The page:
NYPD Watchdog: Broken Windows Policing Doesn't Work
Michael Appleton/ Mayoral Photography Office
An 88-page report released today by the city's independent watchdog that oversees the NYPD found that the department’s controversial “Broken Windows” policing strategy not only is racially discriminatory, but also has no impact on serious crime.
The conclusions of the Office of the Inspector General for the NYPD undermine the cornerstone of Commissioner Bill Bratton’s approach to crime reduction — a strategy that has held sway in the city and far beyond since the early 1990s — and directly contradict a similar study released by the department itself in 2015.
“This is the first ever independent, data-driven investigation into the relationship, over time, of quality-of-life enforcement and felony crime,” Mark Peters, the commissioner of the New York City Department of Investigation, said in a press release. (The Office of the Inspector General is within the DOI.) “The results of our investigation call into question some long-held assumptions about the systemic impact of certain tactics and therefore provide a starting point for the NYPD to more fully employ statistical analysis to evaluate these tactics.”
The thinking behind Broken Windows policing has always rested on an assumption that strict enforcement of low-level crimes like public drinking and urination would help drive down more serious crimes like robbery and murder.
But the OIG’s report found that serious felony complaints have declined or remained steady across the city in the past five years, hovering at about 4 violent complaints per 10,000 residents, even as enforcement of low-level offenses has plummeted, from 386,094 summonses in 2010 to 258,008 in 2015.
This chart shows the relationship between quality-of-life enforcement, in the form of low-level criminal summonses, and the incidence of violent crime.
Source: OIG Report
Beyond the apparent ineffectiveness of the NYPD's strategy, the report also found wide disparities in where and how "quality of life" enforcement is carried out; summonses for low-level offenses are concentrated in precincts with a relatively high proportion of black and Hispanic residents, public housing residents, and young men ages fifteen to twenty years old.
While the findings clearly undermine the NYPD's claims about its methods, the report also makes a baffling distinction between what it calls “quality of life enforcement” as compared to “quality of life policing” (emphasis added). The OIG says its report is focused on the former and doesn’t attempt to offer any findings about the latter, nor about the Broken Windows approach writ large.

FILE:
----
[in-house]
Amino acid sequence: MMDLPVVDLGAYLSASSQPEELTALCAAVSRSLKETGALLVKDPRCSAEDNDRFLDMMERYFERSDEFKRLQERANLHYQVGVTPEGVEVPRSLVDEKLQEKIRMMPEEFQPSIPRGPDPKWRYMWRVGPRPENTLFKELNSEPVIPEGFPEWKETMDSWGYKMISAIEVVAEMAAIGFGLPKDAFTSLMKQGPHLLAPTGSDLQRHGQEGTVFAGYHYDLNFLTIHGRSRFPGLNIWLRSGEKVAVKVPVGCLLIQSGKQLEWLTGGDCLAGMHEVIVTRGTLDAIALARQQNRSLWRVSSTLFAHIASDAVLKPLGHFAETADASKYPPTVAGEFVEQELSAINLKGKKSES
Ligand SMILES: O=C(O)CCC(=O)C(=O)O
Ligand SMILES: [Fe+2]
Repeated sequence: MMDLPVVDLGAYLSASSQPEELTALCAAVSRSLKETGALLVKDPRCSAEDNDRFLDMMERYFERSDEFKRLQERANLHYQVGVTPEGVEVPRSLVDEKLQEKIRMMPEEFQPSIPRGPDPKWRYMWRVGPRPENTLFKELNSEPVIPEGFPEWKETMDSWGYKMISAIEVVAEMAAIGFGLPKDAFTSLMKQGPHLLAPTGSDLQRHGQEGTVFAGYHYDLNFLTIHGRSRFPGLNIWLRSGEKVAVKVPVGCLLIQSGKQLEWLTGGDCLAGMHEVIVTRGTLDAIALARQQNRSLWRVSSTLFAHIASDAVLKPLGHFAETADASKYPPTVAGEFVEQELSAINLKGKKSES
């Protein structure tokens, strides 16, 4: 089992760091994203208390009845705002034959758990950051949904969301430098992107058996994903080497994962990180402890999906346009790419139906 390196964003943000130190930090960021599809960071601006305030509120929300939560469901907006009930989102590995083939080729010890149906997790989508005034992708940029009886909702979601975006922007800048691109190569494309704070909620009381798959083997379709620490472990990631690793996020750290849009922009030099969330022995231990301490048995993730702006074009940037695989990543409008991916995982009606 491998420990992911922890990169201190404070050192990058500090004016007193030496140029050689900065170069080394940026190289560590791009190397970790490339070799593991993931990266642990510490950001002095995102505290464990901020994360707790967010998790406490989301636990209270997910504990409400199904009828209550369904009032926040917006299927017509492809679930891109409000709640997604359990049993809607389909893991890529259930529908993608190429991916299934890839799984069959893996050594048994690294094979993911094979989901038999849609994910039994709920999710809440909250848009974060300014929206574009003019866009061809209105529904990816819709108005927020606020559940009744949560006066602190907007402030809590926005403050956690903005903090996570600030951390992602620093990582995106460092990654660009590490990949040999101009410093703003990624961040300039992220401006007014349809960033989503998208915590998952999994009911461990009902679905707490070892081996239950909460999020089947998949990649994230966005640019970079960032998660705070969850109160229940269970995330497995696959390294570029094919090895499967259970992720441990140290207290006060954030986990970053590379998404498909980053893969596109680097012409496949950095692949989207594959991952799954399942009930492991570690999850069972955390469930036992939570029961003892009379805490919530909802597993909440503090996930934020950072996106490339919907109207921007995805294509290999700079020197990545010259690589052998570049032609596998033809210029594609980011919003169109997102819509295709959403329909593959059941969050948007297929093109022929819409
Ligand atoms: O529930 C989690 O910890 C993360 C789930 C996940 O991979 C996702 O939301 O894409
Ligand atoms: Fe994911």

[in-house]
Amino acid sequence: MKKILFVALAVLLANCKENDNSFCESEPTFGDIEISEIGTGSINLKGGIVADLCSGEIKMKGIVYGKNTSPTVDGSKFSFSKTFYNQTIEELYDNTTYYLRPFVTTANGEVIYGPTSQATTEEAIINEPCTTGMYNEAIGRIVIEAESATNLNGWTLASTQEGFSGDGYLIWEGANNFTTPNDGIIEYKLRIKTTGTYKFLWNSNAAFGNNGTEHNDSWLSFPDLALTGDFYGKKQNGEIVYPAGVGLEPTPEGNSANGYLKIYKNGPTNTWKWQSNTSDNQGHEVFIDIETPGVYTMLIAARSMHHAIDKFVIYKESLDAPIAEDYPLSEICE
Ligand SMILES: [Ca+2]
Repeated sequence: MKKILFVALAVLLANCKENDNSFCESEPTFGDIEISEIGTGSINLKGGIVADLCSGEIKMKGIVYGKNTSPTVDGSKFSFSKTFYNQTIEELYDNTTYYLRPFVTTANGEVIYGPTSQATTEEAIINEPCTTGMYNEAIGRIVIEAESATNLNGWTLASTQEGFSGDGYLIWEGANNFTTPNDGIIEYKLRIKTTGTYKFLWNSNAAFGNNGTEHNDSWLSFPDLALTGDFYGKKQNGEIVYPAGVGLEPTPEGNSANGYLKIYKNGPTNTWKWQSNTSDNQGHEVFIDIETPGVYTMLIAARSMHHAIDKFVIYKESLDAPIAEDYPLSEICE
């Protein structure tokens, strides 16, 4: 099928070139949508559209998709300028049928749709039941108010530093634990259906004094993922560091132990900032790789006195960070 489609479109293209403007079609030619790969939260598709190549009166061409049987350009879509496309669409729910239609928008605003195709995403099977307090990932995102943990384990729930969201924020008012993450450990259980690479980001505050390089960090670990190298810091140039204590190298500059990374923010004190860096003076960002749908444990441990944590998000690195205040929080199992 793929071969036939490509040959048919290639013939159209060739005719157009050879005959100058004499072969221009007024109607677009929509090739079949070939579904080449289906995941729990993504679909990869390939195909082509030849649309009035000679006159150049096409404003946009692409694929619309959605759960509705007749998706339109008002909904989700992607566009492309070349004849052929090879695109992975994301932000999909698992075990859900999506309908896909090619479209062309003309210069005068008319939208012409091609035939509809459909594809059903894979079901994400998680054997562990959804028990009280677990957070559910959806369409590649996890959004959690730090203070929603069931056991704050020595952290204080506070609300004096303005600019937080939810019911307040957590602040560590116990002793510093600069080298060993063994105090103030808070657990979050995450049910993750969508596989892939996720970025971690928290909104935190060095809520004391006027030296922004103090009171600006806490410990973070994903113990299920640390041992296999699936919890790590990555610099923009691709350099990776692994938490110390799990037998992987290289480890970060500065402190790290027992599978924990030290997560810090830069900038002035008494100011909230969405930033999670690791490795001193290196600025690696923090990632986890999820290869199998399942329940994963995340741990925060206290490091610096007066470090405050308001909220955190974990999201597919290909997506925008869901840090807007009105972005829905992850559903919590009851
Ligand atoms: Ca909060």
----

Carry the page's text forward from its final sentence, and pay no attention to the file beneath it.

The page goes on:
“This Report did not make findings regarding quality-of-life policing or the much broader concept of the 'Broken Windows' policing strategy,” the report says.
The OIG's conclusions will come as no surprise to police reform advocates, who have made similar arguments for years.
In a statement, Monifa Bandele, a spokesperson for Communities United for Police Reform, said the report "makes Mayor de Blasio and Commissioner Bratton’s continued championing of policing policy based on this conservative, race and bias-based ideology that harms Black, Latino, homeless, low-income, immigrant, and LGBTQ New Yorkers all the more disgraceful and perplexing."
Mayor de Blasio has long supported Commissioner Bratton's reliance on Broken Windows.
"I’ve said very clearly that I believe in the Broken Windows theory of policing," the mayor told a group of reporters in 2014. One reporter asked him whether the tactic "targets people of color.... You don’t see it that way?"
"No, I don't," the mayor replied.
You can read the entire report below. Here are some key findings as detailed by the OIG:
- Between 2010 and 2015 there was a dramatic decline in quality-of-life enforcement with no increase in felony crime. In fact, felony crime, with a few exceptions, declined along with quality-of-life enforcement, meaning OIG-NYPD found no evidence to suggest that crime control can be directly attributed to issuing quality-of-life summonses and making misdemeanor arrests.
- A deeper analysis of specific summons/misdemeanor arrest categories over time in specific geographic areas showed little-to-no correlation between C-summons activity and felony crime, meaning broad generalizations about quality-of-life summonses as a panacea are not supported by the empirical evidence in OIG-NYPD’s analysis.
- Quality-of-life enforcement is not evenly distributed across the City. In 2015, the distribution of quality-of-life enforcement activity in New York City was concentrated in precincts with high proportions of black and Hispanic residents, New York City Housing Authority (NYCHA) residents, and males aged 15–20, based on data from the NYPD and the United States Census. Conversely, precincts with higher proportions of white residents had lower rates of quality-of-life enforcement. In many, but not all, instances, the rates of enforcement remained high even after adjusting for crime rates.
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